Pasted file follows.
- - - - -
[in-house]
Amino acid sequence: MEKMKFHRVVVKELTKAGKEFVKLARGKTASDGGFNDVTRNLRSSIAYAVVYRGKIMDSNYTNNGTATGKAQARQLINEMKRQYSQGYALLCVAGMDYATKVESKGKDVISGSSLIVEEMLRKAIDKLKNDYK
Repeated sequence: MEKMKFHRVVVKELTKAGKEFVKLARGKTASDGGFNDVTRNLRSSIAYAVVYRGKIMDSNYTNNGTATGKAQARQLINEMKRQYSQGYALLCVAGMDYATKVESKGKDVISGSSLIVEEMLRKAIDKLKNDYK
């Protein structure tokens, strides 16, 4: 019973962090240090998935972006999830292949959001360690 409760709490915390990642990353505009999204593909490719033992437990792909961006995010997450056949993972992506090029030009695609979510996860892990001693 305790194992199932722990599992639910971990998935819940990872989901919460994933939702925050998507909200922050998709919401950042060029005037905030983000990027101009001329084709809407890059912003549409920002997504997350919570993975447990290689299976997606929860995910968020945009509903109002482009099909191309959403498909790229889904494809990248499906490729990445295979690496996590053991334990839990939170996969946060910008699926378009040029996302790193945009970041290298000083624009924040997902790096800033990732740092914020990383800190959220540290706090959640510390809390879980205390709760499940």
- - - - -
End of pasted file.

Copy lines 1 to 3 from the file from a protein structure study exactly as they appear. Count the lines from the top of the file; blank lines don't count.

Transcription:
[in-house]
Amino acid sequence: MEKMKFHRVVVKELTKAGKEFVKLARGKTASDGGFNDVTRNLRSSIAYAVVYRGKIMDSNYTNNGTATGKAQARQLINEMKRQYSQGYALLCVAGMDYATKVESKGKDVISGSSLIVEEMLRKAIDKLKNDYK
Repeated sequence: MEKMKFHRVVVKELTKAGKEFVKLARGKTASDGGFNDVTRNLRSSIAYAVVYRGKIMDSNYTNNGTATGKAQARQLINEMKRQYSQGYALLCVAGMDYATKVESKGKDVISGSSLIVEEMLRKAIDKLKNDYK